Hi everyone! I’m back with a new dress and some more pics that I had snapped at the work studio.
I have been eager to make this dress for a while, even before we knew it would be a free gift for the magazine.
The epic thing that has me dancing around the office is that we’ve arranged an exclusive set up with McCall’s that the mag pattern gifts have both size ranges stuffed into one envelope. THAT’S UNHEARD OF. For one thing you can’t go out and buy a McCall’s pattern for £5.99 so it was already a sweet bargain and now you get two sets of tissue for that price. SQUEEEEAL. So yep, you should start looking out for upcoming issues with this same size range and no longer will I be writing to disappointed subscribers who don’t like the split sizing. Winner winner, chicken dinner.
So back to the dress… This is McCall’s 7381 and features mix and match options like different sleeves and hem lengths. You can achieve an easy fit with the elasticated back and you can throw the dress on straight over your head pretty much and then it fastens with hidden hooks and eyes or press studs under the wrap.
You can get hold of it with issue 37 of Love Sewing mag in any supermarket, WH Smiths or via www.moremags.com. Or if you aren’t into sewing mags, hunt down the pattern on it’s own through www.sewdirect.com or your local shop – I totally recommend it!
Because I wanted to make a ‘wearable muslin’ I decided to try some fun rabbit print viscose fabric from my stash. True viscose is very prone to shrinking so I made sure to wash my fabric first and found some black elastic and black liquid satin to line the bodice.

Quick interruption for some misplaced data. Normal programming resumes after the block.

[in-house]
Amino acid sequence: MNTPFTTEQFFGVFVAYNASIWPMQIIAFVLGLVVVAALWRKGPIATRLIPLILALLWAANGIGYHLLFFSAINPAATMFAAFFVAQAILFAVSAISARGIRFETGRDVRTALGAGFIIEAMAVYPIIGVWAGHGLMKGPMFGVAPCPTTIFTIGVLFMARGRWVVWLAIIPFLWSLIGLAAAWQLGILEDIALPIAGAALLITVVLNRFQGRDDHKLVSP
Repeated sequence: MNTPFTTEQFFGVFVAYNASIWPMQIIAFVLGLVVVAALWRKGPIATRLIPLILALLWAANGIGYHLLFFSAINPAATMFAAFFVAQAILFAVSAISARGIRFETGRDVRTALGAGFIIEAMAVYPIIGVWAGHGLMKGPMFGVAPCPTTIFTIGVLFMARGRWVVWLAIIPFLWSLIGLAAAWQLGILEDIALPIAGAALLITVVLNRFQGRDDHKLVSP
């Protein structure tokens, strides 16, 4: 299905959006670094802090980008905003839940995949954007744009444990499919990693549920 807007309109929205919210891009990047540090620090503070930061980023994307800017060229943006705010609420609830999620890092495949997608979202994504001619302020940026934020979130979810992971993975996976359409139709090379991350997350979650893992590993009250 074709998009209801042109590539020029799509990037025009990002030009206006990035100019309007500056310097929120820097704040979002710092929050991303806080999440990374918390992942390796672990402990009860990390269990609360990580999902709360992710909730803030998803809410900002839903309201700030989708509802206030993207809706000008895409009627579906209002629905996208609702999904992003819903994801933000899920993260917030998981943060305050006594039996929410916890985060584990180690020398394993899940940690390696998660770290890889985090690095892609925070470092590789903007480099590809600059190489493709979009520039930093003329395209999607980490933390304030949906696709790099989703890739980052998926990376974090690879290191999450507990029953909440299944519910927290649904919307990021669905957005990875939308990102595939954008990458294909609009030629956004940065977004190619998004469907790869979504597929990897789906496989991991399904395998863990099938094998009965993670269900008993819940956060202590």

There aren’t too many complicated steps in this dress. The ties require you to sew around 90˚ corners by dropping your needle and lifting your presser foot to pivot so it’s important to mark your pivot point carefully and reinforce the corners with stay-stitching. I found it a little fiddly to get a neat point at the end of the ties with a point turner so resorted to a chopstick and finally a pin to gently ease out the end.
You might be interested in my sleeve-setting mantra too – “pin the seam not the sleeve”. Big-brand patterns are always accused of putting too much ease in sleeve caps. But accurate pinning can reveal this to be less ease than you think. Pin at the seam stitching line and don’t fight to align the raw edge curves. Curling the sleeve head over your hand can help so the sleeve mimics how it will sit with a real arm in there. Then just use the half and half again process; pin the notches, pin halfway between them, then pin halfway between those pins and repeat until your sleeve is ready to sew.